GM to Close Pontiac in 2010
As part of sweeping cuts announced by GM, the brand known for the GTO and the Trans Am will cease to exist by the end of next year.
Pontiac — the brand famous for the GTO, the Firebird, the Star Chief and most recently, the Solstice — is dead. It will be phased out by the end of 2010 as part of sweeping cuts announced Monday by General Motors as it tries to remake itself into a smaller company with fewer plants, workers and dealers.
GM said it will concentrate on four U.S. brands — Chevrolet, Cadillac, Buick and GMC — and that it expects to resolve the fates of Hummer, Saab and Saturn by the end of 2009. It also announced that it will offer stock to its debt holders in an effort to reduce its large debt load. GM warned that it expects to file for Chapter 11 bankruptcy if it does not get enough tenders for the exchange by June 1, but the automaker maintained that it prefers to not have to go into bankruptcy.
"The objective here is not to survive—the objective is to develop a restructuring plan that allows us to win," GM CEO Fritz Henderson said.
The number of nameplates that GM offers will be cut from 48 in 2008 to 34 in 2010.
In addition to the demise of Pontiac, GM plans to cut its U.S. dealer count from 6,246 in 2008 to 3,605—a reduction of 42 percent—by the end of 2010.
The automaker is cutting its manufacturing base from 47 facilities in the United States in 2008 to 34 by 2010, and then to 31 by 2012, which is an acceleration of its earlier cost-cutting plan. More details will be announced in May.
GM's hourly head count will be slashed from 61,000 in the United States in 2008 to 40,000 in 2010 and then level off at 38,000 starting in 2011.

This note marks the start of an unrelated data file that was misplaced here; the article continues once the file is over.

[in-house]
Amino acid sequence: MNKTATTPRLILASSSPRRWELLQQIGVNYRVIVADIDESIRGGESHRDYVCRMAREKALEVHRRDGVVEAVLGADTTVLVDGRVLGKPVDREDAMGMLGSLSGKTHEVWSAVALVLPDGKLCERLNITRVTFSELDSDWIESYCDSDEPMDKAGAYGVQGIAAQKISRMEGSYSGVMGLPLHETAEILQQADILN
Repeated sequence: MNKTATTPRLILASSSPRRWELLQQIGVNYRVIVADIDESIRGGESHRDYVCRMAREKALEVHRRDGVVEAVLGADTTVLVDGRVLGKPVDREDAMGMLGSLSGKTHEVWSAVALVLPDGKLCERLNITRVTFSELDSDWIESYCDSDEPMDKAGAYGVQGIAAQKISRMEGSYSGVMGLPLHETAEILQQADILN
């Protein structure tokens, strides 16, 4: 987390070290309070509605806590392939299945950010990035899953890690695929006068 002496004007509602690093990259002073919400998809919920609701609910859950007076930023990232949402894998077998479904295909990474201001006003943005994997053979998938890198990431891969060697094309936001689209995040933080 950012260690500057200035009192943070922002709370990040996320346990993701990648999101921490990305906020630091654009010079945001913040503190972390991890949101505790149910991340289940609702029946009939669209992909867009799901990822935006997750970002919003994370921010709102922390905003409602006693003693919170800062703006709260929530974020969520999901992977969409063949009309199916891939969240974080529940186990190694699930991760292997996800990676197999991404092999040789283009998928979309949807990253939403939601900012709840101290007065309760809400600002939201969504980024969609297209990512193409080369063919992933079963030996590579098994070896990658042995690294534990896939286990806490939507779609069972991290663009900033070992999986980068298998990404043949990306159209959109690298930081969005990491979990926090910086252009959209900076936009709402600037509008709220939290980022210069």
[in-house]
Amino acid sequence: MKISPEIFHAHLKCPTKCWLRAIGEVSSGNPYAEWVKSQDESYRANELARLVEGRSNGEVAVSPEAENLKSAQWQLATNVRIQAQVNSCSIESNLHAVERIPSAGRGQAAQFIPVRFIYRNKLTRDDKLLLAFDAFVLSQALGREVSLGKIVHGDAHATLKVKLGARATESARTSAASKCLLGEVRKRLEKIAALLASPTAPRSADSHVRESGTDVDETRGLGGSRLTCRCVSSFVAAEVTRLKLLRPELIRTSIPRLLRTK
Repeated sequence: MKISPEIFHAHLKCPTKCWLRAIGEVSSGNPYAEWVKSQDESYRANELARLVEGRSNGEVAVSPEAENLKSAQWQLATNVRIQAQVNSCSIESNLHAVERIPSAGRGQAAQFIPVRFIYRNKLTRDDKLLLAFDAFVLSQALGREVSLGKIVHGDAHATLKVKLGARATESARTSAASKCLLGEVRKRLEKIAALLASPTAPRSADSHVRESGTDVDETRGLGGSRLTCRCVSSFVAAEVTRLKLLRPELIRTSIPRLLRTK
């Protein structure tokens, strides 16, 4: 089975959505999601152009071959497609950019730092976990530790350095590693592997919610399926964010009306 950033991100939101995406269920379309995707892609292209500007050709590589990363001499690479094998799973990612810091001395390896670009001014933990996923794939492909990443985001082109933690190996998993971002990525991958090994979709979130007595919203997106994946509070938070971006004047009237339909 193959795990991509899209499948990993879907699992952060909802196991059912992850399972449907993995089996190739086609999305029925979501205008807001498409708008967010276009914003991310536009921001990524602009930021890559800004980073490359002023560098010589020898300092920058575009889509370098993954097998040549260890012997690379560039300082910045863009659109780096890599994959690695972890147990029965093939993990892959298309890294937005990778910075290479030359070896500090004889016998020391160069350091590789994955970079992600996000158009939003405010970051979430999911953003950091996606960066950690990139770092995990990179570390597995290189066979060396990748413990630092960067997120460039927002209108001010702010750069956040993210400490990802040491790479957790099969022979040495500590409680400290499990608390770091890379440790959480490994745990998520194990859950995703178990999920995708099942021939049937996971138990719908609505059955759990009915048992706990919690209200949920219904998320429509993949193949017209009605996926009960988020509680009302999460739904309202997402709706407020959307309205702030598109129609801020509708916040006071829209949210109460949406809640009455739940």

The moves are expected to cut GM's North American structural costs from $30.8 billion in 2008 to $23.2 billion in 2010, which is $1.8 billion more than the plan announced in February. The reductions will allow GM to break even at a much lower sales rate — 10 million industry-wide in the United States — and forecasts market share of 19.5 percent this year and then stabilizing in the 18.4-percent-to-18.9-percent level in the following years.
"Big is only good if you use it to your advantage," Henderson said. "I think we're going to be a global company, but I think the nature of that company will change."
Pontiac once was the third-largest brand in the United States during GM's heyday, trailing only Chevrolet and Ford. Since the 1950s, it's been known as the division of affordable performance cars and has given enthusiasts a number of adrenaline-inducing rides. The GTO was a boulevard terror in the 1960s and helped spawn the true muscle-car era — fast cars with big motors dropped into everyday rides — and the Firebird, a Camaro sibling, has become a staple of pop culture, appearing in movies and TV shows.
Henderson called killing the brand a "tough decision" given its long history. It joins Oldsmobile in the stable of historic divisions GM has mothballed.
"We just didn't think we had a strategy that we were satisfied with that allowed us to win with the Pontiac brand," he said.
Pontiac sales have diminished in recent years, and its lineup has mainly been rebadged cars from other divisions. Still, Pontiac won praise in recent years for the rear-wheel-drive G8, a large, powerful sedan that hearkened back to great Pontiacs of old. Also, the Solstice coupe was launched in 2005, and it has been lauded for its eye-catching design.
The G8 and the Solstice will be phased out with the rest of the Pontiac line, Henderson said.
Henderson said the possibility of bankruptcy has increased — even in the last few months — and said that the offering to its bondholders gives it perhaps its best chance to avoid a court restructuring. The bond exchange is valued at $27 billion.
"It's [bankruptcy] greater today," he said. "The task we have is formidable.
"I would say it's more probably that we would go through the bankruptcy process."
It's also possible that GM's international operations would not be included in a bankruptcy filing.
Under the plan, the U.S. Treasury Department and the UAW VEBA plan would own significant stakes in GM.